I have a 1919 Center Door that does not have a key to the ignition switch. Previous owner just hot wired a toggle switch. Is there anyway to find out what key number fits the switch? On the right side of the ignition switch is the number "15" stamped on it. But the Model T keys appear to be numbered from 51-74? MACs has a tumbler assembly keyed for #55 for years 1919-25; would it just be best to change the tumbler?
Its real easy to change the tumblers and stamp your key CD.
My 19 CD:
The reason your tumbler has a 15 on it is because it most likely is an early Clum. Their numbers are different than Ford, but are correct in 1919. Jarvis Erickson might be able to help with that key.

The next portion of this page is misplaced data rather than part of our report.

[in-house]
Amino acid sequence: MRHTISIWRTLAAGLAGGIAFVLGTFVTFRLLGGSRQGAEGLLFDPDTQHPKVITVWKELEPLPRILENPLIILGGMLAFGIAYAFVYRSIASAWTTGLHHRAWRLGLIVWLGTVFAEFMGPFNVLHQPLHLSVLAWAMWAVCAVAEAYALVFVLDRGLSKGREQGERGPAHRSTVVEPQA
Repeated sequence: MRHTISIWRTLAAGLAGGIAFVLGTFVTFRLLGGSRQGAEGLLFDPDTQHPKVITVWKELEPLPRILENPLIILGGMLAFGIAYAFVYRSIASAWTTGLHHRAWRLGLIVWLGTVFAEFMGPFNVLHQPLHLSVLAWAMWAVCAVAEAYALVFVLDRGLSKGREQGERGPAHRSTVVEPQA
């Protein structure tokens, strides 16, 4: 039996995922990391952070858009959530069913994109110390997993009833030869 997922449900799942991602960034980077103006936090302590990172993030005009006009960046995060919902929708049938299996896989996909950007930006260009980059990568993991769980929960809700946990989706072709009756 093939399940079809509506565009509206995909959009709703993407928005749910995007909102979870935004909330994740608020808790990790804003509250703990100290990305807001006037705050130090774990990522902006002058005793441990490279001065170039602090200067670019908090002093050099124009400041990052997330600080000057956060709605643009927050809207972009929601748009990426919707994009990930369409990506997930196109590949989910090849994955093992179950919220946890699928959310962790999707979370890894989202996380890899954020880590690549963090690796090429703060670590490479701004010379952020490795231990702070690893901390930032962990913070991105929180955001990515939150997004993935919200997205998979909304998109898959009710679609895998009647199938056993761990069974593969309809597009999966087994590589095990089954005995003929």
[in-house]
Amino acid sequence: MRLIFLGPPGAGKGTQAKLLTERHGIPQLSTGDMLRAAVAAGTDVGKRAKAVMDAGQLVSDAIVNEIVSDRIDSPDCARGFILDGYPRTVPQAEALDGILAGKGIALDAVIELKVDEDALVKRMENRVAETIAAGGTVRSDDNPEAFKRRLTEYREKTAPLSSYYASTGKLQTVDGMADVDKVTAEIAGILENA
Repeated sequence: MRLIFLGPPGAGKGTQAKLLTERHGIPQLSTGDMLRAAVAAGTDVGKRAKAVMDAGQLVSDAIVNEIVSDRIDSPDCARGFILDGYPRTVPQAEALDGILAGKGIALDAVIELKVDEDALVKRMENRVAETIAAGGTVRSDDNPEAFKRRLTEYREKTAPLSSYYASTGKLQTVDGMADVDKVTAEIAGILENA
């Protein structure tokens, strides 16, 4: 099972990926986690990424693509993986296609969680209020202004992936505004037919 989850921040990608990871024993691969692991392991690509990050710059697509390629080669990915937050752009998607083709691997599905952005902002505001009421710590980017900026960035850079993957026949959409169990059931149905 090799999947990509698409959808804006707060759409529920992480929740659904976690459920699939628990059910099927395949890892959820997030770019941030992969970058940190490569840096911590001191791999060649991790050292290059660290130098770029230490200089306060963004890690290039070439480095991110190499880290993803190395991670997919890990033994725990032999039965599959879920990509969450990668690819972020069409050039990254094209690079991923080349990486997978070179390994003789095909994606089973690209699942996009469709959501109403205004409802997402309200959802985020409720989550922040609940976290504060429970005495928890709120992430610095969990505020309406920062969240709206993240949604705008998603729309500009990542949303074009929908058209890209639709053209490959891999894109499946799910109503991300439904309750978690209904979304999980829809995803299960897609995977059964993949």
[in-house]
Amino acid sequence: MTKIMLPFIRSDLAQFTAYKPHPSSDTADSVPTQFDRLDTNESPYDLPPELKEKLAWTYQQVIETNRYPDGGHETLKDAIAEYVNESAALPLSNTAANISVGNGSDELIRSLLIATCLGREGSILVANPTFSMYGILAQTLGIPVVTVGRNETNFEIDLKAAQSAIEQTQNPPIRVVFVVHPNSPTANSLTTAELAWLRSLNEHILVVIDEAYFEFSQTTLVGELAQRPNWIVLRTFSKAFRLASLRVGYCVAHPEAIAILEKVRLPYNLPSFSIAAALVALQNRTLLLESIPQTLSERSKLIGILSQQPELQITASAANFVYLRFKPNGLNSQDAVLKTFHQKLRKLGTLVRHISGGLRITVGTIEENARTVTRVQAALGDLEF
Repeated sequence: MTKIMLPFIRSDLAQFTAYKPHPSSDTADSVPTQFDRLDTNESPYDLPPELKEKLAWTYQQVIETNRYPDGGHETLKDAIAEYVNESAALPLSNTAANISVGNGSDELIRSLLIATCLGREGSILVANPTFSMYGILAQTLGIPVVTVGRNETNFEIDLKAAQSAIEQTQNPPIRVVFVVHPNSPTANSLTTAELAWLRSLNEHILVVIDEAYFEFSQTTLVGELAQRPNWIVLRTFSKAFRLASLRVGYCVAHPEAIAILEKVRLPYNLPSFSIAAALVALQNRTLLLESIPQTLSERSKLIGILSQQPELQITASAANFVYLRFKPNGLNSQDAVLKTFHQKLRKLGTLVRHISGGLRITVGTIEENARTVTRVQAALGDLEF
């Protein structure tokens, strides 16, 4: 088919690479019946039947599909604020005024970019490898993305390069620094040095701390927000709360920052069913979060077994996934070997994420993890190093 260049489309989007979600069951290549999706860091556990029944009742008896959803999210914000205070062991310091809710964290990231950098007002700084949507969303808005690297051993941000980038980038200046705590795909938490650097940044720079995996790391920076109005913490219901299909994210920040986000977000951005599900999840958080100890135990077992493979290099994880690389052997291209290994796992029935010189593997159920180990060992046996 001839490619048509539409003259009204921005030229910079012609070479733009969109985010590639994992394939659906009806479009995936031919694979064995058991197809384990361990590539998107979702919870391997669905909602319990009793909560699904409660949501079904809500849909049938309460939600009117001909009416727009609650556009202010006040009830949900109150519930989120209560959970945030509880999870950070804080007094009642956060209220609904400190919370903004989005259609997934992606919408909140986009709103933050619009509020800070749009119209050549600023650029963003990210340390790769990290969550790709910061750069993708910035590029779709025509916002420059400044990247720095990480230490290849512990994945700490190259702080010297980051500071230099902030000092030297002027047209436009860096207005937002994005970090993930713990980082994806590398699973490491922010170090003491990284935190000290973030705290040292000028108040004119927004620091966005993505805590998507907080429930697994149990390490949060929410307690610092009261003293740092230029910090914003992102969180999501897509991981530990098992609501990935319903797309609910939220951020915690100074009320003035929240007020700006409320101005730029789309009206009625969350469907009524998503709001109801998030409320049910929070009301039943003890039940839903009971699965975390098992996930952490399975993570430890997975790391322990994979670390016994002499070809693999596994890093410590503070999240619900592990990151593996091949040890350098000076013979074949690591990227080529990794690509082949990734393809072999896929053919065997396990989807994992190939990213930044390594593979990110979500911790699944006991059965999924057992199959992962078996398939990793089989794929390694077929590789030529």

Thanks for the info. I pulled the engine over the weekend an am trying to 'degrease' the frame and engine. Has 95 years of SD dirt/dust/oil on it. This car is mostly original; so my plan is to just clean up my "Mona Lisa" and keep it as is.
Chuck, can we see some photos of her please?
The body is is great shape. Engine and frame a 'little' greasy. Has a SD 1945 war-time sticker on it for a plate in the top center of the windshield? Did they use these during WWII? Here is my photo bringing her home.
All the wiring is bad, needs a new wooden firewall. Radiator does NOT leak!! Tires good. Needs muffler.
Beautiful car Chuck. Nice and correct looking. You should get one of the wiring kits from the major suppliers. My wiring was original and extremely ratty yet somehow still worked. You would be amazed how incredibly easy it is to do a total rewire on a T with the excellent and correct wiring kits and easy instructions that come with them.